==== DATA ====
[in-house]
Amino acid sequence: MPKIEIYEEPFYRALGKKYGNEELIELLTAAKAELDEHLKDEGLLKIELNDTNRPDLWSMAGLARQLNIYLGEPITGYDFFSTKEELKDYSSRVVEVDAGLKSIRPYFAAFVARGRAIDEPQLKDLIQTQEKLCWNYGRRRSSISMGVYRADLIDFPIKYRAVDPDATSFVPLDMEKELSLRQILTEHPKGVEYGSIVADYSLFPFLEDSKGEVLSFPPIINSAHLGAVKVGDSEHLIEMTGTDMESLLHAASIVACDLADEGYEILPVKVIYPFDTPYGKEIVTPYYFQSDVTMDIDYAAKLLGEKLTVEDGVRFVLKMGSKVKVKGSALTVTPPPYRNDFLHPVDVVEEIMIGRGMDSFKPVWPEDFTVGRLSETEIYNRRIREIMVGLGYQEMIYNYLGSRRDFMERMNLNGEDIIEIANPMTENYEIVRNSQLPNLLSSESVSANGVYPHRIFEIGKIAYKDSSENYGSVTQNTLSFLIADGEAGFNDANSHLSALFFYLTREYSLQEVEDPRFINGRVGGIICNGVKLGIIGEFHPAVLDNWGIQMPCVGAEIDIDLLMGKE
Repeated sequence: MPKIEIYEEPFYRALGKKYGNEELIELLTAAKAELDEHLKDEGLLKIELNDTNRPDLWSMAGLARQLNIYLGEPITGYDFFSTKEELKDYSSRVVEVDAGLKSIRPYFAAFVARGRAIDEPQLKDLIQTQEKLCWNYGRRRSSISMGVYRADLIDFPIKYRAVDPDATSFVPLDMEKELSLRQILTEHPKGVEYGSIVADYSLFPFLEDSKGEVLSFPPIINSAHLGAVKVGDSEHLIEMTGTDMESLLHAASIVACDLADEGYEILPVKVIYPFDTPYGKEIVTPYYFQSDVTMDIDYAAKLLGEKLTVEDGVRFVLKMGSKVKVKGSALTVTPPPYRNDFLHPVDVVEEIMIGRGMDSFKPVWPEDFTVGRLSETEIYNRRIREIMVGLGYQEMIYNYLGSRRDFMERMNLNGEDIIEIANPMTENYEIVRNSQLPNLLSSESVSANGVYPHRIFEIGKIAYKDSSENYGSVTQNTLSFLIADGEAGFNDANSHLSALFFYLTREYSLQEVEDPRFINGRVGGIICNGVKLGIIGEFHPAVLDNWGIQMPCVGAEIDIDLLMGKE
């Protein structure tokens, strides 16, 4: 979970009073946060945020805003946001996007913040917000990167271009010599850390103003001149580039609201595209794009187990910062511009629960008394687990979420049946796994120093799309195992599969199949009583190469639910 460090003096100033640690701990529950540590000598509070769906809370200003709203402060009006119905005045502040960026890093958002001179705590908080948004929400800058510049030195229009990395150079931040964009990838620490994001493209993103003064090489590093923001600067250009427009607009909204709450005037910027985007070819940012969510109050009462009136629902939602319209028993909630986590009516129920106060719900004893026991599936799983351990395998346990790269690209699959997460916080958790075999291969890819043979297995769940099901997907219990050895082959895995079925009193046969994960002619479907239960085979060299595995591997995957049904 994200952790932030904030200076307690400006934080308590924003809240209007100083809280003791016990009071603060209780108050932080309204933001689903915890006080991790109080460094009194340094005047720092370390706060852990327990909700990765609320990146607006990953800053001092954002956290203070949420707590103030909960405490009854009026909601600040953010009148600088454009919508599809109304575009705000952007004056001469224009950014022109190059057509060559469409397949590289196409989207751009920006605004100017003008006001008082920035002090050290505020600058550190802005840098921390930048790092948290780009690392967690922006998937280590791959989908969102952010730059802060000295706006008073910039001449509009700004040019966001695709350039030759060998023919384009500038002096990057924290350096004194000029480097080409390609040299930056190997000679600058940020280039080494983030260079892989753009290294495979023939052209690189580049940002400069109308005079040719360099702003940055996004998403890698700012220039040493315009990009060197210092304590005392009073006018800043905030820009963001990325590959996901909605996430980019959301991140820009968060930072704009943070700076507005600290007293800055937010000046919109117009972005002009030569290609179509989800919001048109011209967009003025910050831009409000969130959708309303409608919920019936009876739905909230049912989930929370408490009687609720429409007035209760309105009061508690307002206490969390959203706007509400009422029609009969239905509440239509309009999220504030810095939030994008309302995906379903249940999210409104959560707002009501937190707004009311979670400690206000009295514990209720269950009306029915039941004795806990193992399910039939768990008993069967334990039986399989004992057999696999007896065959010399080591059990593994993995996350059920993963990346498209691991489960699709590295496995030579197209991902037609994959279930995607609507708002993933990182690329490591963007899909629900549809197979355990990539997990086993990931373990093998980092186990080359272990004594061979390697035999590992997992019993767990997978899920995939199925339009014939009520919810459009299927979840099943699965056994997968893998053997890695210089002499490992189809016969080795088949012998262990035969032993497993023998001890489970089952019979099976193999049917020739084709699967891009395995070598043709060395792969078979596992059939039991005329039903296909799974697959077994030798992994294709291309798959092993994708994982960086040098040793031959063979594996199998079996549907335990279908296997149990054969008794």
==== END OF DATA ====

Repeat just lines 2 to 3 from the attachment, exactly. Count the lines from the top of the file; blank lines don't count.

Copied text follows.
Amino acid sequence: MPKIEIYEEPFYRALGKKYGNEELIELLTAAKAELDEHLKDEGLLKIELNDTNRPDLWSMAGLARQLNIYLGEPITGYDFFSTKEELKDYSSRVVEVDAGLKSIRPYFAAFVARGRAIDEPQLKDLIQTQEKLCWNYGRRRSSISMGVYRADLIDFPIKYRAVDPDATSFVPLDMEKELSLRQILTEHPKGVEYGSIVADYSLFPFLEDSKGEVLSFPPIINSAHLGAVKVGDSEHLIEMTGTDMESLLHAASIVACDLADEGYEILPVKVIYPFDTPYGKEIVTPYYFQSDVTMDIDYAAKLLGEKLTVEDGVRFVLKMGSKVKVKGSALTVTPPPYRNDFLHPVDVVEEIMIGRGMDSFKPVWPEDFTVGRLSETEIYNRRIREIMVGLGYQEMIYNYLGSRRDFMERMNLNGEDIIEIANPMTENYEIVRNSQLPNLLSSESVSANGVYPHRIFEIGKIAYKDSSENYGSVTQNTLSFLIADGEAGFNDANSHLSALFFYLTREYSLQEVEDPRFINGRVGGIICNGVKLGIIGEFHPAVLDNWGIQMPCVGAEIDIDLLMGKE
Repeated sequence: MPKIEIYEEPFYRALGKKYGNEELIELLTAAKAELDEHLKDEGLLKIELNDTNRPDLWSMAGLARQLNIYLGEPITGYDFFSTKEELKDYSSRVVEVDAGLKSIRPYFAAFVARGRAIDEPQLKDLIQTQEKLCWNYGRRRSSISMGVYRADLIDFPIKYRAVDPDATSFVPLDMEKELSLRQILTEHPKGVEYGSIVADYSLFPFLEDSKGEVLSFPPIINSAHLGAVKVGDSEHLIEMTGTDMESLLHAASIVACDLADEGYEILPVKVIYPFDTPYGKEIVTPYYFQSDVTMDIDYAAKLLGEKLTVEDGVRFVLKMGSKVKVKGSALTVTPPPYRNDFLHPVDVVEEIMIGRGMDSFKPVWPEDFTVGRLSETEIYNRRIREIMVGLGYQEMIYNYLGSRRDFMERMNLNGEDIIEIANPMTENYEIVRNSQLPNLLSSESVSANGVYPHRIFEIGKIAYKDSSENYGSVTQNTLSFLIADGEAGFNDANSHLSALFFYLTREYSLQEVEDPRFINGRVGGIICNGVKLGIIGEFHPAVLDNWGIQMPCVGAEIDIDLLMGKE